Vitamin E supplements may reduce women’s risk of developing potentially fatal blood clots, according to a new study published in Circulation, the journal of the American Heart Association.
“The data indicated that, in general, women taking vitamin E were 21 percent less likely to suffer a blood clot,” the American Heart Association said.
In a condition known as venous thromboembolism, blood clots form in a patient’s veins. If the clots prevent blood from flowing to the lungs, brain or heart, the condition can result in death.
Researchers reviewed data on 39,876 women who were taking part in the Women’s Health Study. All participants were aged 45 or older. One group had been given 600 IU of Vitamin E every other day for 10 years; the other group was given a placebo at the same frequency.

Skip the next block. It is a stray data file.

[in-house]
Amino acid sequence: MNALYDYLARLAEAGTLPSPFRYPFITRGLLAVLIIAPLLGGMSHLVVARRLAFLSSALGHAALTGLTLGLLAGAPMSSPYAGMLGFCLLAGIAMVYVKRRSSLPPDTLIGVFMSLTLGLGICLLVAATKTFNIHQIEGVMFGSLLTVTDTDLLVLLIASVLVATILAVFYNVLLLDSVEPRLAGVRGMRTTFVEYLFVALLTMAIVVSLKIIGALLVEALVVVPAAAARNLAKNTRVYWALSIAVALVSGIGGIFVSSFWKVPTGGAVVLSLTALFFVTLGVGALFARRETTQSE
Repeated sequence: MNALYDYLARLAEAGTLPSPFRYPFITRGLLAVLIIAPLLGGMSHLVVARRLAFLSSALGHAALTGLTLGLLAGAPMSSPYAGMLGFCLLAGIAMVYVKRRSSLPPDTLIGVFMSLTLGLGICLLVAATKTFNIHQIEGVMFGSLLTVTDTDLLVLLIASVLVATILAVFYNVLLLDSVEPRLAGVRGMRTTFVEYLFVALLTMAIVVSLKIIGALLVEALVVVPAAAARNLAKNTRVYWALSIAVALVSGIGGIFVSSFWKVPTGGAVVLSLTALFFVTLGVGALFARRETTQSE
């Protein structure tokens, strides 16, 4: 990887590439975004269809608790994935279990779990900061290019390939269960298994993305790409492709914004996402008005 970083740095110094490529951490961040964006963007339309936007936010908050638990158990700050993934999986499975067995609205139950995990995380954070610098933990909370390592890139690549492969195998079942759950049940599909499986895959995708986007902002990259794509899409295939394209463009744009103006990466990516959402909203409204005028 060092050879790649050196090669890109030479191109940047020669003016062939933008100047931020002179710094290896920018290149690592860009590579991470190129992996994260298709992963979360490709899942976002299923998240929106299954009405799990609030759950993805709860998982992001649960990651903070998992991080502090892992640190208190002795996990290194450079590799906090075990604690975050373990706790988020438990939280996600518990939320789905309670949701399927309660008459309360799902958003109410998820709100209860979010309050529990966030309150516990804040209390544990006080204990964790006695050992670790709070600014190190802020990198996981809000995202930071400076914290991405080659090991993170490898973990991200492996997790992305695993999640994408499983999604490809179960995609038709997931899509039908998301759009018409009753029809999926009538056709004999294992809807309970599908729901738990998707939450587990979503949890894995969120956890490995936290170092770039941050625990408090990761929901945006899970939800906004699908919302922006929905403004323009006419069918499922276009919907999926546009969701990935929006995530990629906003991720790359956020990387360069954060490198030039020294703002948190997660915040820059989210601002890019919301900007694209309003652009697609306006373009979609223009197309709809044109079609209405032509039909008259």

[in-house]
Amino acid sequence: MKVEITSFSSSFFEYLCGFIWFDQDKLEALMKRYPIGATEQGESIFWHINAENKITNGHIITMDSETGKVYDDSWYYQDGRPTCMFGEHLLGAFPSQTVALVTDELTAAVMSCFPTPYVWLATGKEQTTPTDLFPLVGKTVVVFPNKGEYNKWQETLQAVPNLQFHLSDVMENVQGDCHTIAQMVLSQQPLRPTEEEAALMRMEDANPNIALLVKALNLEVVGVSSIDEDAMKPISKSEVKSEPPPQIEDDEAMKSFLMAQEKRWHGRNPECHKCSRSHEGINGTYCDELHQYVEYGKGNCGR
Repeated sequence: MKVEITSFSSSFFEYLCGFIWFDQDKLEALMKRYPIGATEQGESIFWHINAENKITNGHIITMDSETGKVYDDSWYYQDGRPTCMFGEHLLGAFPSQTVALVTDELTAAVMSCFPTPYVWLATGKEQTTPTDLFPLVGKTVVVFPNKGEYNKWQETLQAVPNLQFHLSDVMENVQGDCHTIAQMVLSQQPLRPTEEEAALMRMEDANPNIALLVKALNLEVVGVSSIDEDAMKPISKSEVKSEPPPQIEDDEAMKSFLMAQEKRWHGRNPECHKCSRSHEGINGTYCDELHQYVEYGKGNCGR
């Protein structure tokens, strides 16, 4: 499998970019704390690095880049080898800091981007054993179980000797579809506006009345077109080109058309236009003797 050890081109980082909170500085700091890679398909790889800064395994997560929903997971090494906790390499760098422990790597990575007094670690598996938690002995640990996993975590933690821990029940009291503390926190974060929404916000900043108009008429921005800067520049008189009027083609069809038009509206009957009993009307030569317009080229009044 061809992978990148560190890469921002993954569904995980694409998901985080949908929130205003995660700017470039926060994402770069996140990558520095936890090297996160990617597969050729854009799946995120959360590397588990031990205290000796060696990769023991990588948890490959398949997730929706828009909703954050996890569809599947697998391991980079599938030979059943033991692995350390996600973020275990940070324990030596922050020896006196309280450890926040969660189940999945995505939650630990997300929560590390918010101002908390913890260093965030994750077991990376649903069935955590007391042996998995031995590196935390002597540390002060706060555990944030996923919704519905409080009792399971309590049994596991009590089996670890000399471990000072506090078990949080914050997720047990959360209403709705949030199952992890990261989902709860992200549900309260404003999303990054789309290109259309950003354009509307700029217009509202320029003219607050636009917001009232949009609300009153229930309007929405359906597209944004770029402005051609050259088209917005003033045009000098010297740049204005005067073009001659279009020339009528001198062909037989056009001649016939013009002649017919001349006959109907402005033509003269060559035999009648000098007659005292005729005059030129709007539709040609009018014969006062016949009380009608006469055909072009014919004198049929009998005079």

Over the course of 10 years, 482 women developed venous thromboembolism; 269 of these were in the placebo group, and only 213 were in the group being dosed with vitamin E. Researchers found that vitamin E appeared to have the greatest preventive benefit for women who already had a genetic predisposition toward developing blood clots.
The American Heart Association does not typically recommend antioxidant vitamin supplements like vitamin E to prevent cardiovascular conditions or diseases, such as venous thromboembolism. Echoing this caution, the study authors warned that patients should not replace blood thinning medications with a vitamin E treatment.
Nonetheless, the authors expressed hope that vitamin supplementation may help reduce women’s risk of a common condition. “These data suggest that supplementation with vitamin E may reduce the risk of VTE in women, and those with a prior history or genetic predisposition may particularly benefit,” they wrote.